California Real Estate Fraud Report

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Archive for January, 2008

FBI Probing 14 Companies in Subprime Lending Crisis

January 29th, 2008 at 6:41pm

According to an article published in Bloomberg today, the Federal Bureau of Investigation (FBI) is looking into possible accounting fraud and other crimes that may have been committed by up to 14 corporations in the current nationwide residential housing crisis. Still unnamed (darn!), the companies being investigated include subprime lenders, developers and the firms that package/bundle loans for resale to investment groups.

While the FBI is working the criminal side of the lending crisis, the Securities and Exchange Commission (SEC), which brings civil prosecutions, has approximately three dozen cases open. According to the Bloomberg article, the FBI has 1,210 mortgage fraud cases open currently.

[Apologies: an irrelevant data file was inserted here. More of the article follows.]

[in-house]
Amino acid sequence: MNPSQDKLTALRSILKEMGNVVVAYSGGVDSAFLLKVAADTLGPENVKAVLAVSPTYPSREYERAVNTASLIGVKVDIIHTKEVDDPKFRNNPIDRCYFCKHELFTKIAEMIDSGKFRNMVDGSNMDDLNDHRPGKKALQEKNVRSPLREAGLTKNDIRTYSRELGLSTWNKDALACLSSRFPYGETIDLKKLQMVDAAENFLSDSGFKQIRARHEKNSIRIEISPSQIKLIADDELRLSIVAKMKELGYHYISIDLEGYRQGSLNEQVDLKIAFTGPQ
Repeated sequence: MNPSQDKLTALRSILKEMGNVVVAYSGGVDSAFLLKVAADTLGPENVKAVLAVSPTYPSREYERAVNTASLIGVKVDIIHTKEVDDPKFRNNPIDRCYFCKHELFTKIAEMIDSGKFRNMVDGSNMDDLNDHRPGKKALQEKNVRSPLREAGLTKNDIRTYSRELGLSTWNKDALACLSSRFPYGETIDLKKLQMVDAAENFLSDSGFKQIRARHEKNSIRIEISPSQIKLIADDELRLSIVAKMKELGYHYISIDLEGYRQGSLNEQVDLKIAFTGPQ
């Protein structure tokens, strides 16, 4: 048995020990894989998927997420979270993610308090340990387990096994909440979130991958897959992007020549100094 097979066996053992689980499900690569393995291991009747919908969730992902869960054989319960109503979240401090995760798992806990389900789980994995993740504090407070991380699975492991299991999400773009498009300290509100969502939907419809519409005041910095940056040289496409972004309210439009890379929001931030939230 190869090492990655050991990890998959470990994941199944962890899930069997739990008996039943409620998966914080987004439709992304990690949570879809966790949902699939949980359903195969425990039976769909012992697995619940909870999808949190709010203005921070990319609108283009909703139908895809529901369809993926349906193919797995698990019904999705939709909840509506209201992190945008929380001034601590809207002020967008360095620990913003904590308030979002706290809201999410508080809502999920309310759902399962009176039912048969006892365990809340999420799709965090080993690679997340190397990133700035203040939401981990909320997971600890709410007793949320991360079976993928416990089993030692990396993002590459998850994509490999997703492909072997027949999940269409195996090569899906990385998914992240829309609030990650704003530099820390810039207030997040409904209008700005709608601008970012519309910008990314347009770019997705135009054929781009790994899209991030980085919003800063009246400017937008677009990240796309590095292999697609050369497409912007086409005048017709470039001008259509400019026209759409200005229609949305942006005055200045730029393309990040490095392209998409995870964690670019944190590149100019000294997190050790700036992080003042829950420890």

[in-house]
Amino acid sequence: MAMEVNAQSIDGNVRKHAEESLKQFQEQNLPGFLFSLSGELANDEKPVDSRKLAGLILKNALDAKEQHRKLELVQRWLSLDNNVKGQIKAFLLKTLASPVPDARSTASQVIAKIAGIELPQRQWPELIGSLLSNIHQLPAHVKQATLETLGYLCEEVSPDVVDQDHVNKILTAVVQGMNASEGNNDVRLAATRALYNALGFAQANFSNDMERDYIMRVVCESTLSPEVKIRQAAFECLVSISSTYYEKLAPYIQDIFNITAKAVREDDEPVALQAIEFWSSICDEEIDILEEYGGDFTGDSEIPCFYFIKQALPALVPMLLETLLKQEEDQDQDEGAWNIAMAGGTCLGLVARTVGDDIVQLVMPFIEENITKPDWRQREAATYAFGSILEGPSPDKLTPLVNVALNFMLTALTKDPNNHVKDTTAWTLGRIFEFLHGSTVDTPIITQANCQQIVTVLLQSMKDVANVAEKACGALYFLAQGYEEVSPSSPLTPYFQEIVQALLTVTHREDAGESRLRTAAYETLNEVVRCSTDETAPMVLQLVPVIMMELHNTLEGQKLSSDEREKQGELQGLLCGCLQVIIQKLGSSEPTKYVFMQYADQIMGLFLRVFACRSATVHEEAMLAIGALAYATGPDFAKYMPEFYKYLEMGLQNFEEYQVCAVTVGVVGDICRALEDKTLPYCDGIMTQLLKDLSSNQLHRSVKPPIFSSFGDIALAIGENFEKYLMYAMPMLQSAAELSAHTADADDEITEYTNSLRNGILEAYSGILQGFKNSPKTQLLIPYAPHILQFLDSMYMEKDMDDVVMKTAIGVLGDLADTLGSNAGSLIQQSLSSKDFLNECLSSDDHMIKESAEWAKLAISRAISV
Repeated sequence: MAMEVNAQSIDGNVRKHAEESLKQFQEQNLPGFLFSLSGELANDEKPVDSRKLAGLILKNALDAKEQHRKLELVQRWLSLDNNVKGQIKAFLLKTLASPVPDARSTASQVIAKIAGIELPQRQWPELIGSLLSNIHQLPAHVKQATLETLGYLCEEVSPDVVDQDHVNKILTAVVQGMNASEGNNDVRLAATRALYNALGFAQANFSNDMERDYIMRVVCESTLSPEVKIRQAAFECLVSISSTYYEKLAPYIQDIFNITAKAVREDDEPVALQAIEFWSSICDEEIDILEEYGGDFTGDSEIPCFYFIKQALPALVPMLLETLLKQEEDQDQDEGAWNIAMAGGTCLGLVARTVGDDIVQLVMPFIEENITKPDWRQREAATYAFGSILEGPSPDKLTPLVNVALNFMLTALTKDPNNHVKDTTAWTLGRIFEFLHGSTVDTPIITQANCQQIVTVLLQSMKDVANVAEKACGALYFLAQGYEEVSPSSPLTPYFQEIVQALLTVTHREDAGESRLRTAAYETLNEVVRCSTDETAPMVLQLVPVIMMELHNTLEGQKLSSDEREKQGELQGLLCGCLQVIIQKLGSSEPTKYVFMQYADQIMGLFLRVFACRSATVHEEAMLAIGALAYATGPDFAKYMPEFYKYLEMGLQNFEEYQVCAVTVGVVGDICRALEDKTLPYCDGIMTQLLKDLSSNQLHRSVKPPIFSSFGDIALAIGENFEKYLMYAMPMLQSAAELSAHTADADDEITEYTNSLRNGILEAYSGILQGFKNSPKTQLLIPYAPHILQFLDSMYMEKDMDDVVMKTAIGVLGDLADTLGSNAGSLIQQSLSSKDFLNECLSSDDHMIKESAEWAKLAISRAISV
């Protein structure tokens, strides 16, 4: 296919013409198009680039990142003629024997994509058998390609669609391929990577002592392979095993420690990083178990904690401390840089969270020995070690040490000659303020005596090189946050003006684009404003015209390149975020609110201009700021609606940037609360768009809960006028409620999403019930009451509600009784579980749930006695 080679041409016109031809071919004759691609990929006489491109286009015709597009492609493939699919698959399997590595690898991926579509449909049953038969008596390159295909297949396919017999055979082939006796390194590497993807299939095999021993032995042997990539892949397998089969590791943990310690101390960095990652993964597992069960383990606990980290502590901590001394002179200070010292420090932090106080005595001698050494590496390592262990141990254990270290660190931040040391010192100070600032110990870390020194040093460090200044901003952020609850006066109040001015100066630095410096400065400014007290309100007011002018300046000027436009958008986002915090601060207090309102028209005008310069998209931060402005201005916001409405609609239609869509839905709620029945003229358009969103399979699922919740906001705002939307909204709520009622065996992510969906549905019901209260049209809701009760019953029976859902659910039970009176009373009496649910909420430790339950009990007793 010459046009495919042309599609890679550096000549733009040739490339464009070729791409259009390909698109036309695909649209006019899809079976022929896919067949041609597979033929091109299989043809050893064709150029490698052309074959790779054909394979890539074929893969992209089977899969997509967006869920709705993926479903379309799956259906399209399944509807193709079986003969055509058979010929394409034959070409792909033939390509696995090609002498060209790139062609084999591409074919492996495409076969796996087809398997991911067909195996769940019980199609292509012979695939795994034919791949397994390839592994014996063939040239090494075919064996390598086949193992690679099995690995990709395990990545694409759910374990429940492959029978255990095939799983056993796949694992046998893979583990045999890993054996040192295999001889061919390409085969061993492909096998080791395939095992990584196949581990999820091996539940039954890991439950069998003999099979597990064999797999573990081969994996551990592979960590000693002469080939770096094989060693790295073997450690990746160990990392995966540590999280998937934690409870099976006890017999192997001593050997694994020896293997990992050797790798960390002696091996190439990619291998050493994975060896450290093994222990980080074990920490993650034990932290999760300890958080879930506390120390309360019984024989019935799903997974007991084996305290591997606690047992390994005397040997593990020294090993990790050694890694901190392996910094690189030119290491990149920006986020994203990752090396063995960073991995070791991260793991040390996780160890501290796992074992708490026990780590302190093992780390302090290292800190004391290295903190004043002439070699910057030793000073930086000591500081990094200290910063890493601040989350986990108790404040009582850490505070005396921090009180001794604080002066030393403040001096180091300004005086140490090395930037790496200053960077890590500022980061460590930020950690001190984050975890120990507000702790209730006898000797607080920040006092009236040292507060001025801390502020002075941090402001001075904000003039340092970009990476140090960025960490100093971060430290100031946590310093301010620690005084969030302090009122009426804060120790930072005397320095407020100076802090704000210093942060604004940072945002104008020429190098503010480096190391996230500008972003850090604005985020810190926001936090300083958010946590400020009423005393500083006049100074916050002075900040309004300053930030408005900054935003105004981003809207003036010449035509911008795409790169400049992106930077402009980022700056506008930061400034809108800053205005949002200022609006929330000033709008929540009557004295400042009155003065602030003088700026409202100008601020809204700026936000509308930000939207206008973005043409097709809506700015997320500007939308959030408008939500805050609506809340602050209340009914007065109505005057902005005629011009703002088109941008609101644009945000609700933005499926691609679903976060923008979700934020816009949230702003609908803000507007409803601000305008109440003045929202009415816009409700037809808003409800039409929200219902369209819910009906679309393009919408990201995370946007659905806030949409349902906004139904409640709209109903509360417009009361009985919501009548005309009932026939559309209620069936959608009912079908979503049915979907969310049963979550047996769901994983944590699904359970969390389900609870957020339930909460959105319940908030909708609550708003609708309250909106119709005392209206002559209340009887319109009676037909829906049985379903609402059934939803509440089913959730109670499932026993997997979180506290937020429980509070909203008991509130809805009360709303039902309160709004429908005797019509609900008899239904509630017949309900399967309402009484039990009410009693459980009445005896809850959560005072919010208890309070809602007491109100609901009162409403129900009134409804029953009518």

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Loan Sense Accounts Remain Frozen

January 29th, 2008 at 10:33am

Following up on an earlier story posted by The F Word, Loan Sense accounts that had been frozen by court order four months ago have not been released due to failure to submit required paperwork by the defendant’s brother. The District Attorney has promised to investigate.

Thomas Hastert is a Walnut, California attorney and real estate broker whose mortgage office was raided in September and who is under investigation for real estate fraud by both local and state agencies. His brother Mike Hastert, owner of Villa Mortgage, also in Walnut, was placed in charge of 100 Loan Sense accounts by Judge Robert Tamietti.